Jul 1, 2002
by Anton Zuiker
The fact that something called DNA is passed from one generation to another may not have been known to that armchair scientist-cum-renaissance man Thomas Jefferson, but it would loom large for his descendants and those of his slave woman Sally Hemmings. Indeed, DNA testing is now being used almost routinely to prove – or disprove – paternity. And, if an historic collaboration now under way between two institutions here proves fruitful, DNA could become an exciting new tool in one of northeast Ohioansï¿½ favorite pastimes: tracing family trees.
The idea originated with Duncan Neuheiser, a professor of health management at Case Western Reserve University School of Medicine. Having made numerous trips to Iceland – where a national genetic data bank is being assembled for purposes of tracking hereditary dispositions to certain illnesses – and having once met a woman tracing the pattern of alcoholism in her extended family, he found himself wondering one day what the value might be of combining medical records and DNA samples with genealogy. His colleague, Robert Elston, a genetic epidemiologist, agreed a lot could be learned.
So Neuhauser approached John Grabowski, a CWRU professor of applied history, who is also director of research at the Western Reserve Historical Society, and this past March, some 50 family historians gathered at the WRHS to explore the implications of DNA for genealogy. That discussion, led by a multidisciplinary panel of experts recruited by Neuhauser and Grabowski, was also the first step toward deciding whether the historical society, already a premier repository of documents useful to genealogists, should establish a new kind of data bank.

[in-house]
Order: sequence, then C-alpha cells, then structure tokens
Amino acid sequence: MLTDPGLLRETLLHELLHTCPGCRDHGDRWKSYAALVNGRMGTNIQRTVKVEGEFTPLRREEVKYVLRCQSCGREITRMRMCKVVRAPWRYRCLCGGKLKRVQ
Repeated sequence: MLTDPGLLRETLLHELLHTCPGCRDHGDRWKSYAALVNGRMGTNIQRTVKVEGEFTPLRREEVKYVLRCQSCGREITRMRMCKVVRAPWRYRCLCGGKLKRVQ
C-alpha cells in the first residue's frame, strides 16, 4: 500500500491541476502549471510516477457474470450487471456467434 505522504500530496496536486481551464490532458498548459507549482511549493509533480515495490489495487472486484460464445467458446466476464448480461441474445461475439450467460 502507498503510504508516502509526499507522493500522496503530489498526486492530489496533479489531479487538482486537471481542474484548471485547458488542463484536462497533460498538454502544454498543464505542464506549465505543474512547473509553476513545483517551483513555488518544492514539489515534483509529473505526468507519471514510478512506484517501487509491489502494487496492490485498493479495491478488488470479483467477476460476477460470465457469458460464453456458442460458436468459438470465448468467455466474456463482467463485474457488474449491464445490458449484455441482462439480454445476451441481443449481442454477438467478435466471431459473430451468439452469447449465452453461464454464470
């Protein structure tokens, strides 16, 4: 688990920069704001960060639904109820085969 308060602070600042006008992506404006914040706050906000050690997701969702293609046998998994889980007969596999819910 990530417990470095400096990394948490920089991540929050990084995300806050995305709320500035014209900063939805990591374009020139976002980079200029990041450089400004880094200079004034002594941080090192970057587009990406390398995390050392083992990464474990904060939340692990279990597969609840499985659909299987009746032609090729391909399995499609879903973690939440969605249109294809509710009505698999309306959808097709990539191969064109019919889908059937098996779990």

“I was dragged into the 20th Century,” admits Richard Fetzer, the newly installed president of the Societyï¿½s Genealogical Committee and a well-traveled family historian. Self-described as an “old-time researcher who likes books and documents,” Fetzer says he recently began using the Internet for genealogical research and, in the process, noticed that many family history web sites are interested in DNA samples.
But what made a believer out of him was the venerable and conservative Mayflower Society. “Theyï¿½re full-tilt into this,” he says, noting that they are using DNA samples from American descendants of the Mayflower passengers (among whom Fetzer is included) to try to pinpoint the counties in England where those first immigrants came from. And if it turns out your DNA didnï¿½t make the trip on the famous ship after all? Well, you wonï¿½t be asked to turn in your membership card to that exclusive club, but it ends with you.
Similarly, a man who had been told all his life that he was a descendant of the legendary frontiersman Daniel Boone successfully used genetic testing (in which his DNA was compared with that of Booneï¿½s known descendants) to confirm that he was indeed related to old Danï¿½l.
Fetzer finds less compelling, however, the idea of creating a database at WRHS for the use of future family historians. “How valuable it will be in the future, I have questions about,” he says. Would a family historian, after hunting down documentary proof, Fetzer wonders, feel the need of a scientific second opinion? As a matter of fact, he suggests, a little impishly, future family tree huggers who go the DNA route may get some big surprises, because life in the 19th Century was just like today.” Your real grandfather might turn out to be the guy who lived next door to the man you thought was the father of your father. Fetzer is not alone in warning amateur genealogists to think twice before jumping into the gene pool.